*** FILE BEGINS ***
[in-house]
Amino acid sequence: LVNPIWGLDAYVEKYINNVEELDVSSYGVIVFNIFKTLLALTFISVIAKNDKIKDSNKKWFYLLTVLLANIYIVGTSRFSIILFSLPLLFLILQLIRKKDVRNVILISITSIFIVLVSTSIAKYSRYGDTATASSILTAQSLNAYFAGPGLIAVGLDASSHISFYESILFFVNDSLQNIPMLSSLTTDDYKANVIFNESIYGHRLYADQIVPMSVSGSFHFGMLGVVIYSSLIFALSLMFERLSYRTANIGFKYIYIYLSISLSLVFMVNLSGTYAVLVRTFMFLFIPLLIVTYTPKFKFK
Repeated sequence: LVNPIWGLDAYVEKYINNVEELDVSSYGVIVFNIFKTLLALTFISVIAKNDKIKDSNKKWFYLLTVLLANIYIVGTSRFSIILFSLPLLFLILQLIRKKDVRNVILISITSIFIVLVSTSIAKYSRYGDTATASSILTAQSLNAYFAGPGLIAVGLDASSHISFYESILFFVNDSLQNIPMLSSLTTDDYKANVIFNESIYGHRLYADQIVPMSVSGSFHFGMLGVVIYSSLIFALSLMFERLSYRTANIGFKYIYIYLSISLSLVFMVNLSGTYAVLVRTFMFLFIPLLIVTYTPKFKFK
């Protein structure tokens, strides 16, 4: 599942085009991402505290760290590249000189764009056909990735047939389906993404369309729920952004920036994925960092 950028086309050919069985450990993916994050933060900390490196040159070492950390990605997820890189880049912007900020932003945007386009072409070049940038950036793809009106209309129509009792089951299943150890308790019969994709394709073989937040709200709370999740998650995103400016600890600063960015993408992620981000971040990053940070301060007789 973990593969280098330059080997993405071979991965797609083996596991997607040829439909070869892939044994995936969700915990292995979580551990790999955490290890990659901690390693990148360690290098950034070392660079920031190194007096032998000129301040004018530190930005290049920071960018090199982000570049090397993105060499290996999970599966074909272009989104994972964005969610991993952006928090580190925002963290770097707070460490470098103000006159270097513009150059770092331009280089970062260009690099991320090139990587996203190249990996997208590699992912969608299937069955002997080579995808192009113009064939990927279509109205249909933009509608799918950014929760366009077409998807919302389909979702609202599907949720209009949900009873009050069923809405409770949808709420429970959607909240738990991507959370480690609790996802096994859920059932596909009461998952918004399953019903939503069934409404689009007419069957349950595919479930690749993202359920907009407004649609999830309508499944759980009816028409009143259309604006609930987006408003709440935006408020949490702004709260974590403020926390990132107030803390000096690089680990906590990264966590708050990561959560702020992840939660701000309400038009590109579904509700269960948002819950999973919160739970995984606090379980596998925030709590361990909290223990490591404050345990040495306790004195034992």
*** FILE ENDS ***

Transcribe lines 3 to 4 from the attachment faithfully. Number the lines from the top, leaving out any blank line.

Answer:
Repeated sequence: LVNPIWGLDAYVEKYINNVEELDVSSYGVIVFNIFKTLLALTFISVIAKNDKIKDSNKKWFYLLTVLLANIYIVGTSRFSIILFSLPLLFLILQLIRKKDVRNVILISITSIFIVLVSTSIAKYSRYGDTATASSILTAQSLNAYFAGPGLIAVGLDASSHISFYESILFFVNDSLQNIPMLSSLTTDDYKANVIFNESIYGHRLYADQIVPMSVSGSFHFGMLGVVIYSSLIFALSLMFERLSYRTANIGFKYIYIYLSISLSLVFMVNLSGTYAVLVRTFMFLFIPLLIVTYTPKFKFK
């Protein structure tokens, strides 16, 4: 599942085009991402505290760290590249000189764009056909990735047939389906993404369309729920952004920036994925960092 950028086309050919069985450990993916994050933060900390490196040159070492950390990605997820890189880049912007900020932003945007386009072409070049940038950036793809009106209309129509009792089951299943150890308790019969994709394709073989937040709200709370999740998650995103400016600890600063960015993408992620981000971040990053940070301060007789 973990593969280098330059080997993405071979991965797609083996596991997607040829439909070869892939044994995936969700915990292995979580551990790999955490290890990659901690390693990148360690290098950034070392660079920031190194007096032998000129301040004018530190930005290049920071960018090199982000570049090397993105060499290996999970599966074909272009989104994972964005969610991993952006928090580190925002963290770097707070460490470098103000006159270097513009150059770092331009280089970062260009690099991320090139990587996203190249990996997208590699992912969608299937069955002997080579995808192009113009064939990927279509109205249909933009509608799918950014929760366009077409998807919302389909979702609202599907949720209009949900009873009050069923809405409770949808709420429970959607909240738990991507959370480690609790996802096994859920059932596909009461998952918004399953019903939503069934409404689009007419069957349950595919479930690749993202359920907009407004649609999830309508499944759980009816028409009143259309604006609930987006408003709440935006408020949490702004709260974590403020926390990132107030803390000096690089680990906590990264966590708050990561959560702020992840939660701000309400038009590109579904509700269960948002819950999973919160739970995984606090379980596998925030709590361990909290223990490591404050345990040495306790004195034992």